To deny the wrath of God, as many Christians even do, is to attack and deny the very nature of Jesus Christ’s substitutionary atonement on the cross on the sinner’s behalf. The purpose of Christ’s death and resurrection was not only to provide redemption, justification and reconciliation on behalf of sinners, but also to satisfy the holy and righteous wrath of God toward sinners. There is one particular word which describes this truth and that is the biblical word propitiation.

Dr. MacArthur comments that, “Crucial to the significance of Christ’s sacrifice, this word (propitiation) carries the idea of appeasement or satisfaction—in this case Christ’s violent death satisfied the offended holiness and wrath of God against those for whom Christ died (Isaiah 53:11Colossians. 2:11–14). The Hebrew equivalent of this word was used to describe the mercy seat—the cover to the ark of the covenant—where the high priest sprinkled the blood of the slaughtered animal on the Day of Atonement to make atonement for the sins of the people. In pagan religions, it is the worshiper not the god who is responsible to appease the wrath of the offended deity. But in reality, man is incapable of satisfying God’s justice apart from Christ, except by spending eternity in hell.” (Cf. Leviticus 16; Matthew 26:36-46; Mark 14:32-42; Luke 22:39-46; John 18:1; Romans 3:25; 1 John 2:1-2; 4:7-11).

Therefore, even in this brief explanation regarding the wrath of God, we can see that the truth of God’s wrath is crucial in understanding the depth of God’s love for sinners. The wrath of God does not contradict God’s love but rather gives greater significance to His love in sending Jesus Christ.

Take time today to thank God for sending Jesus Christ to take your place and receive on your behalf the wrath of God. If you have not repented of your sin and trusted Jesus Christ to be your Lord and Savior, do so immediately in order to no longer face the wrath of God.

Soli deo Gloria!

 

 

 

 

 

 

 

Knowing God: The Wrath of God!

“For the wrath of God is revealed from heaven against all ungodliness and unrighteousness of men, who by their unrighteousness suppress the truth.” (Romans 1:18).

Thus far in our study of Knowing God, we have stipulated that to know God is to know His attributes, which are His personal characteristics. These are those qualities which make God, God. Some of God’s attributes He has chosen to share with His creation. Some of His attributes, He alone possesses.

We have seen that God is self-existent, He makes decisions, He is glorious, omniscient, omnipresent, sovereign and holy. However, of all of God’s attributes the one which often solicits the most controversy and debate is God’s wrath.

Dr. James Montgomery Boice comments that, “Today’s preaching is deficient at many points. But there is no point at which it is more evidently inadequate and even explicitly contrary to the teachings of the New Testament than in its neglect of “the wrath of God.” God’s wrath is a dominant Bible teaching and the point in Romans at which Paul begins his formal exposition of the gospel. Yet, to judge from most contemporary forms of Christianity, the wrath of God is either an unimportant doctrine, which is an embarrassment, or an entirely wrong notion, which any enlightened Christian should abandon.”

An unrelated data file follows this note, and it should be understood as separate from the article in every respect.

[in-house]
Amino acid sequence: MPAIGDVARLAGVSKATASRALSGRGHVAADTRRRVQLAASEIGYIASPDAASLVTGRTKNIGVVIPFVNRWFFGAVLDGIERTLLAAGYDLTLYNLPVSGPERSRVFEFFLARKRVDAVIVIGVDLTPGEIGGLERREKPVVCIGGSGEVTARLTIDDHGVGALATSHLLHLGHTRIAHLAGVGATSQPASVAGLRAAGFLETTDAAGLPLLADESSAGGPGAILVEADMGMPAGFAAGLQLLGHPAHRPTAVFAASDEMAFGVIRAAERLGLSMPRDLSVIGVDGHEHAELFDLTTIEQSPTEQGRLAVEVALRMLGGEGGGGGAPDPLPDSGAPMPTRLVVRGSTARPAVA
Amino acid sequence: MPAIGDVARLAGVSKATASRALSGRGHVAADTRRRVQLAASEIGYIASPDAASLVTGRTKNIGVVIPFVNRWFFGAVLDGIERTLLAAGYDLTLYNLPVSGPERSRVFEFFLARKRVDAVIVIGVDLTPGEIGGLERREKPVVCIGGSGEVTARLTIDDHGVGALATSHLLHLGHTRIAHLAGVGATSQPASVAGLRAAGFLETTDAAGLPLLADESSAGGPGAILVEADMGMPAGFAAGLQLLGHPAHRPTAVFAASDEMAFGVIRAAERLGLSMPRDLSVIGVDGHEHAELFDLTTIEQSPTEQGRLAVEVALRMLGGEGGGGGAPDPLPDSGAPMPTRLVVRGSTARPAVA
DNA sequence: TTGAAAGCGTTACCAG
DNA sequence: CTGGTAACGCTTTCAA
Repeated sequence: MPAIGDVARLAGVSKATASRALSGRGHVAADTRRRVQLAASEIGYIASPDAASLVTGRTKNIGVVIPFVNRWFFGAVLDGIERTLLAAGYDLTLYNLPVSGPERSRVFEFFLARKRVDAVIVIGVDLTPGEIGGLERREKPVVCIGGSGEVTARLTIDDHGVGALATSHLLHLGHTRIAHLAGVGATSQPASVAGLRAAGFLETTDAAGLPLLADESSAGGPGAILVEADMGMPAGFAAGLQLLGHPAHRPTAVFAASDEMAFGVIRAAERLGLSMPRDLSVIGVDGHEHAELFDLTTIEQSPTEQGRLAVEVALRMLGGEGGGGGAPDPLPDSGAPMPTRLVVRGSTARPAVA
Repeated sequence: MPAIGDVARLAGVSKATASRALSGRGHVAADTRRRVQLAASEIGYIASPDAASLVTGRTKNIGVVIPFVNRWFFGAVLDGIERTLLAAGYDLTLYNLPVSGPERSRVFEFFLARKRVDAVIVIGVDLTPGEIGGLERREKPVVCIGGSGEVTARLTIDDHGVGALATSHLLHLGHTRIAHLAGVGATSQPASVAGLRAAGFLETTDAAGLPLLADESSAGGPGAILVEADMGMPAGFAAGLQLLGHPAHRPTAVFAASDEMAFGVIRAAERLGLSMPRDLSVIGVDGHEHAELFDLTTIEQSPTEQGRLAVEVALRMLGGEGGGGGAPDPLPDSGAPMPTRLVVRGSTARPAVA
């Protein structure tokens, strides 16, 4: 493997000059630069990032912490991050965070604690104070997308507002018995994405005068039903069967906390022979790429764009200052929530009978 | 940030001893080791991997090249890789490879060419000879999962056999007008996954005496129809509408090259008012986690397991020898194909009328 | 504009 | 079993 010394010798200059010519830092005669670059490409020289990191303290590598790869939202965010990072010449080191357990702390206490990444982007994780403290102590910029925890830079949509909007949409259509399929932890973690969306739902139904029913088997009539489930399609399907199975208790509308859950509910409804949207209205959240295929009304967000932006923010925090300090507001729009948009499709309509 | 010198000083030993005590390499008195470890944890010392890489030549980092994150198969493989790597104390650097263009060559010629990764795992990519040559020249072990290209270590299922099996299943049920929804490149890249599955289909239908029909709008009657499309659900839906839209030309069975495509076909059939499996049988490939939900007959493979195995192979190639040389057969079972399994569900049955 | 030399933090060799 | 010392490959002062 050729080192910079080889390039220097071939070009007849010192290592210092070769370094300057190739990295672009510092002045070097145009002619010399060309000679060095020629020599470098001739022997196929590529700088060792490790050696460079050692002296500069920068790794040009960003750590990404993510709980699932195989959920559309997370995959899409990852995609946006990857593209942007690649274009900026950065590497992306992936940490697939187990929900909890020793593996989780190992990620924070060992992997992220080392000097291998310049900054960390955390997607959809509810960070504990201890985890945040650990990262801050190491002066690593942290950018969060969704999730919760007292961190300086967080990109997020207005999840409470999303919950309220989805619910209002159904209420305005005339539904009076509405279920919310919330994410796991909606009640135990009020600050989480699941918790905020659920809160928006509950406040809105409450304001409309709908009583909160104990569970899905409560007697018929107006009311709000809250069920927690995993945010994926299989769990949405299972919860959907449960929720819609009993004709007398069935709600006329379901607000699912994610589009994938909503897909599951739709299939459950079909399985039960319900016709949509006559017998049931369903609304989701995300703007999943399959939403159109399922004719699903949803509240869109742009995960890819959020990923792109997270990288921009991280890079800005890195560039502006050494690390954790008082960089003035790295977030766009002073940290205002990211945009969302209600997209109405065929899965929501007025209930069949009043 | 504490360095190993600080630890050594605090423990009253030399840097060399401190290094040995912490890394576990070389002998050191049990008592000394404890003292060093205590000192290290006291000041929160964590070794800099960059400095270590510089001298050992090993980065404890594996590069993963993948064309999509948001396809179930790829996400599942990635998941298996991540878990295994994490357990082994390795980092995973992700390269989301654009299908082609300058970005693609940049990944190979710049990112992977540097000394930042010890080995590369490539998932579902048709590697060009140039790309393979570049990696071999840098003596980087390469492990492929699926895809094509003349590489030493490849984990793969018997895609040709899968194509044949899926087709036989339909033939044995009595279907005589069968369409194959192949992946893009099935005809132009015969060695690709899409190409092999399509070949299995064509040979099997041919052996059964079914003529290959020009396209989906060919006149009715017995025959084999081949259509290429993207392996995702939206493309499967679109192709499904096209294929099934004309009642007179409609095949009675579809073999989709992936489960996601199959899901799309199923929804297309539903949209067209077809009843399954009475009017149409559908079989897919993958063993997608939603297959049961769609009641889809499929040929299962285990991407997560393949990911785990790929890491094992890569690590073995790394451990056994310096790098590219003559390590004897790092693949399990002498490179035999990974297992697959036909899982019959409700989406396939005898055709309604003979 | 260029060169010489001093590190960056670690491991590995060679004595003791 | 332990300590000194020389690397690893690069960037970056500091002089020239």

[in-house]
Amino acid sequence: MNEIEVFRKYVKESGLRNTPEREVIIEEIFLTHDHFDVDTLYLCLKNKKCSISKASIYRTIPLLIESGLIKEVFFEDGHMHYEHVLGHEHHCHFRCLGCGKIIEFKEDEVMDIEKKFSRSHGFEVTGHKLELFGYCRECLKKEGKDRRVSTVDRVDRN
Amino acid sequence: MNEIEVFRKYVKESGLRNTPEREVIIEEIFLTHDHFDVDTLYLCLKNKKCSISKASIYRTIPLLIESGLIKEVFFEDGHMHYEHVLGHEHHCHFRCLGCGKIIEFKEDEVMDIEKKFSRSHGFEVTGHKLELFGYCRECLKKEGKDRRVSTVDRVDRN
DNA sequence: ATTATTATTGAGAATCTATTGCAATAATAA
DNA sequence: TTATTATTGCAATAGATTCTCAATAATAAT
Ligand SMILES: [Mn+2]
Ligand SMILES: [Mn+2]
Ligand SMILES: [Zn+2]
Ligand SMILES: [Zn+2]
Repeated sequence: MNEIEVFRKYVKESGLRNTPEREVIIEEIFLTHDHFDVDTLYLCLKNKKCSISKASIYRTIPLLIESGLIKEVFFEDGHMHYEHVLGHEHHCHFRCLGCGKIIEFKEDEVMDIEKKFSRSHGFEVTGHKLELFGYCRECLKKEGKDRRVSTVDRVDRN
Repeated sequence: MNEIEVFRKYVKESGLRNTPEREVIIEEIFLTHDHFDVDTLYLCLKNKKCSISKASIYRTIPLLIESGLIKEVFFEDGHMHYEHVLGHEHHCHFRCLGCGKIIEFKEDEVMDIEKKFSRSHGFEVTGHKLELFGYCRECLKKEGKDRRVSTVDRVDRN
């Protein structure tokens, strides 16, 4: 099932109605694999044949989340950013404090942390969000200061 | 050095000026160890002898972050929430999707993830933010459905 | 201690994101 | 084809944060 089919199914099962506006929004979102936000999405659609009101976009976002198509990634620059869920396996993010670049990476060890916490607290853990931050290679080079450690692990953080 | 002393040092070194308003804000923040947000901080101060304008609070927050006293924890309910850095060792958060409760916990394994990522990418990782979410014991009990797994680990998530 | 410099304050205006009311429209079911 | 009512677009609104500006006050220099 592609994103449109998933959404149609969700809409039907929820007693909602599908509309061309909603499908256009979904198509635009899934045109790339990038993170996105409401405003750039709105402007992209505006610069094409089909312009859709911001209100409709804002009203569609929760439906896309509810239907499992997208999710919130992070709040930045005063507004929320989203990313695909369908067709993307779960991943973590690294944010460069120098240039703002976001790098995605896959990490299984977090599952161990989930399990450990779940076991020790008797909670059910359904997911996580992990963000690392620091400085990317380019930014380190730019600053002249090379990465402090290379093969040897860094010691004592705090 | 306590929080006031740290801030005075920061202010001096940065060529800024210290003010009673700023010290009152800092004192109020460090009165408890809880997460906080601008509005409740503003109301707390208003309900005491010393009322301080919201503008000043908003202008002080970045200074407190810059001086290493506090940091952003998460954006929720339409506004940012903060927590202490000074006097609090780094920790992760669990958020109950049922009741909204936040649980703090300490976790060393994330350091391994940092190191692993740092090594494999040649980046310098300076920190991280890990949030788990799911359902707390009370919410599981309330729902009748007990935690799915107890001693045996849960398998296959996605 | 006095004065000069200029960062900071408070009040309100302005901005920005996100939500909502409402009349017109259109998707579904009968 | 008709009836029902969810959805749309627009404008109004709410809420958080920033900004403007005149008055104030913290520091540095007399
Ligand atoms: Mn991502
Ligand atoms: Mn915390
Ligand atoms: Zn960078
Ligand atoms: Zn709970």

In the Old Testament, there are more than twenty words used to refer to God’s wrath.  There are close to six hundred important passages on the subject. These passages are not isolated or unrelated to each other but present a consistent understanding that wrath is part of God’s character. God wrath is one of the most important themes and events of Scripture.

  1. I. Packer says, “One of the most striking things about the Bible is the vigor with which both Testaments emphasize the reality and terror of God’s wrath.”

 

Arthur W. Pink wrote, “A study through a concordance will show that there are more references in Scripture to the anger, fury, and wrath of God than there are to His love and tenderness.”

 

Wrath is God’s holy displeasure and righteous vengeance against sin. There are two main words for wrath in the New Testament. One is thymos, from a root that means “to rush along fiercely,” “to be in a heat of violence,” or “to breathe violently.” The other biblical word for wrath is the Greek word orge meaning divine punishment based upon God’s angry judgment against someone. Orge means “to grow ripe for something.” It portrays wrath as something that builds up over a long period of time, like water collecting behind a great dam or a ripening peach which is ready to burst forth with flavor and juice.

Please notice the two preceding adjectives describing God’s displeasure and vengeance against sin in Romans 1:18 are the words holy and righteous. God’s wrath is never, ever sinful. His wrath is a holy wrath, a righteous wrath. It is a wrath which is in keeping with the sinlessness of His character.

Additionally, God’s wrath should never be likened to a person “blowing their top,” “being out of control,” or “losing one’s cool.” Rather, God’s wrath is a settled opposition against the sinner because of their sin. Along with this settled opposition comes the solemn promise of judgment.

Dr. John MacArthur writes that God’s wrath, “is not an impulsive outburst of anger aimed capriciously at people whom God does not like. It is the settled, determined response of a righteous God against sin (cf. Psalm 2:5, 12; 45:7; 75:8; 76:6–7; 78:49–51; 90:7–9Isaiah 51:17Jeremiah 25:15–16John 3:36Romans 9:22Ephesians 5:6Colossians 3:5–6).”

Theologian John Murray says in his exposition of Romans 1:18 that “wrath is the holy revulsion of God’s being against that which is the contradiction of his holiness. Before all else, as Christians, we confess that we ourselves justly deserve the wrath of God save for Christ’s mercy alone.”

Pastor and author D. Martyn Lloyd-Jones says, “Grace is favor shown to people who do not deserve any favor at all… We deserve nothing but hell. If you think you deserve heaven, take it from me, you are not a Christian.”

Take time today to thank God for sending Jesus Christ to take your place and receive on your behalf the wrath of God. If you have not repented of your sin and trusted Jesus Christ to be your Lord and Savior, do so immediately in order to no longer face the wrath of God.

More to come!

Soli deo Gloria!